Nortel Networks' additions to the equipment--acquired when the former Bay Networks teamed with New Oak Communications early last year--includes support for twice as many users as previous models and integrates Check Point Software Technologies' firewall software, said Patrick Grillo, the company's VPN product marketing manager.
Faster processors have helped Nortel enhance the performance of its switching technology, he said.
The new 1500 model, with a 300-MHz Intel Celeron chip, supports 100 simultaneous "tunnels," or secure connections over the Internet, while the 2500 model, with a 333-MHz Pentium II chip, supports 400 tunnels. The high-end 4500 model, with a dual 450-MHz Intel Xeon chip, supports 4,000 simultaneous users, according to the company.
Networking firms like Nortel and 3Com are actively pursuing the remote access device market. Their goal is to create virtual private network (VPN) technology that lets remote users securely transmit data to and from a central corporate hub using the public Internet.
In addition to remote users and branch offices, Grillo said Nortel Networks is targeting businesses that want their partners and suppliers to have access to corporate Web sites.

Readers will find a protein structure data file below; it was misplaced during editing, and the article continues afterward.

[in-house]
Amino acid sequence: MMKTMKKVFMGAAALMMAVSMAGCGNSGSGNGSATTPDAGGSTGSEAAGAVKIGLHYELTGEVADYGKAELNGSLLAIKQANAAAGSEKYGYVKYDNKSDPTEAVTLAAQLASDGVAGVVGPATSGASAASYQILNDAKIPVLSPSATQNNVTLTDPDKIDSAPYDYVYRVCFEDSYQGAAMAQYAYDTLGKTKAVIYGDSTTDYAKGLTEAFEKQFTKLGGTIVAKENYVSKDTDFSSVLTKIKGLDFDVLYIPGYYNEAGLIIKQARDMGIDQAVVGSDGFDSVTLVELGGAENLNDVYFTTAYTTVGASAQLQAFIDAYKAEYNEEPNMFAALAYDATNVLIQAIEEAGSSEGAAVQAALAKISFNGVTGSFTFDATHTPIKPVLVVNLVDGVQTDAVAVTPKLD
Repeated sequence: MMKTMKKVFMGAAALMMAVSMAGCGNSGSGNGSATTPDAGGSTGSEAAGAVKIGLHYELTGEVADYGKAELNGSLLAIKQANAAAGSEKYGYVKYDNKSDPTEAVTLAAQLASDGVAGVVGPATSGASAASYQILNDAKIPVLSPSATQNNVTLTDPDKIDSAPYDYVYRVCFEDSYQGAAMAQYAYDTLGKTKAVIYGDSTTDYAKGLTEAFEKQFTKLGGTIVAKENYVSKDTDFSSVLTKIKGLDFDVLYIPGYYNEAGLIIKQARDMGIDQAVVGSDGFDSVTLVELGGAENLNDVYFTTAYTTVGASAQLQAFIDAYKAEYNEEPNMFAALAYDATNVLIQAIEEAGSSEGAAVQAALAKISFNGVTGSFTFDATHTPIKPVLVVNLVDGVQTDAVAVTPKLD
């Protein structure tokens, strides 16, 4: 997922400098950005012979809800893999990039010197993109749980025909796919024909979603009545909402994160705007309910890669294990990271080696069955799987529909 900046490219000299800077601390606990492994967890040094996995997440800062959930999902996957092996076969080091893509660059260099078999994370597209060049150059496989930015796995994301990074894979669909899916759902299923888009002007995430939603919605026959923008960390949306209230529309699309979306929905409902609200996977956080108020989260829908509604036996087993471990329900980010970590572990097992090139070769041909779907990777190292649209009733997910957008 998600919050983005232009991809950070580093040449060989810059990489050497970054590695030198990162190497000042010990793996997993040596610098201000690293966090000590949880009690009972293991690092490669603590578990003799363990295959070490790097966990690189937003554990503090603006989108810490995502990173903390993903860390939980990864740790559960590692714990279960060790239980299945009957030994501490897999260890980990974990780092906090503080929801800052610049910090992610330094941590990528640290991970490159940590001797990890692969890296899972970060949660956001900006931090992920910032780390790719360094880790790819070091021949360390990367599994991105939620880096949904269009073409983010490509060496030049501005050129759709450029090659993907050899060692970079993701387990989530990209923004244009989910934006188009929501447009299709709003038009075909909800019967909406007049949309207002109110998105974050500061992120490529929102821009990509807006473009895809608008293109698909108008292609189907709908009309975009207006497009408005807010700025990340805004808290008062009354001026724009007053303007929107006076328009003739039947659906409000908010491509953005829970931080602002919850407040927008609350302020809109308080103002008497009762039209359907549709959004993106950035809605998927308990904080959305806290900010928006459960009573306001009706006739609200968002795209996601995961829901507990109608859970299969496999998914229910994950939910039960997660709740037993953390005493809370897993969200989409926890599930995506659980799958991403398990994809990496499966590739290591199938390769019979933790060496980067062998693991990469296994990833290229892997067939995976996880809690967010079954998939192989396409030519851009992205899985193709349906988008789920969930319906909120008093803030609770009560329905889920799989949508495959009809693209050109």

The revamped switches are identical in price to their predecessors. The 1500 switch, which replaces Nortel's 1000 switch, costs $7,000. The 2500 model costs $20,000, while the 4500 model is priced at $50,000.
Separately, in July Nortel plans to release policy-based management software that assigns priority to applications transmitted on a network. For example, an Enterprise Resource Planning (ERP) application from Oracle would be given higher priority over an email message on a corporate network.
Optivity Policy Services 1.0 features a Java-based Web interface and will support Microsoft's Windows NT and Sun Microsystems' Solaris operating system. The software is also designed to handle management of Internet-based phone calls.
The software can work with Nortel's line of routers as well as those from competitor Cisco Systems, according to Nortel executives. It will also support Nortel Networks' Accelar and Passport switches this fall. No pricing has been announced.
A 2.0 version of the software--to be released in late 1999 or early 2000--will feature improved security and real-time decision-making, executives said. Through the support of new networking standards, version 2.0 can authenticate users before allowing access to a network.